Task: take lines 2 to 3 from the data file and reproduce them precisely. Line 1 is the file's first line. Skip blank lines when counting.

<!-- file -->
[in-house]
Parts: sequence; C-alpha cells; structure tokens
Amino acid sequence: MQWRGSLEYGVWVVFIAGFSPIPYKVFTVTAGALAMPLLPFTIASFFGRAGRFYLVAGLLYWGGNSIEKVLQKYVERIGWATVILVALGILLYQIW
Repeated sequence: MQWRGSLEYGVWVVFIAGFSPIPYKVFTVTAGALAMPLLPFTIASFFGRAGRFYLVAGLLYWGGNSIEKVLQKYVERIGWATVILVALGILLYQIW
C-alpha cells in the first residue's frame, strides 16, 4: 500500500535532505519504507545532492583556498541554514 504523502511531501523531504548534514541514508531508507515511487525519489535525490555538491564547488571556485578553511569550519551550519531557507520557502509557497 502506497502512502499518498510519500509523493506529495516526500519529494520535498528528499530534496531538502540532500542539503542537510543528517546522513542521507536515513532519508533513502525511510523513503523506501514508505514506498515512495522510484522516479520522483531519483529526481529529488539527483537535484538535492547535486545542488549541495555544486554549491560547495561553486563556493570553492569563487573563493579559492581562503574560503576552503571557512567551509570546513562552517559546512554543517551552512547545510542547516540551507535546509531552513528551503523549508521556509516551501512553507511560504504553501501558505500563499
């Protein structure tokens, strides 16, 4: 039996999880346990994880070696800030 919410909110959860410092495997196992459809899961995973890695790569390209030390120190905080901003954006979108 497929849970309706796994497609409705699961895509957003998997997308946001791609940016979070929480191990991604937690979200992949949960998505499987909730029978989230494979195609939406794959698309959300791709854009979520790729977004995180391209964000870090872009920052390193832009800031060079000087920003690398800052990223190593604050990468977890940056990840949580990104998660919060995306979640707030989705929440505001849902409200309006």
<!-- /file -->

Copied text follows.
Parts: sequence; C-alpha cells; structure tokens
Amino acid sequence: MQWRGSLEYGVWVVFIAGFSPIPYKVFTVTAGALAMPLLPFTIASFFGRAGRFYLVAGLLYWGGNSIEKVLQKYVERIGWATVILVALGILLYQIW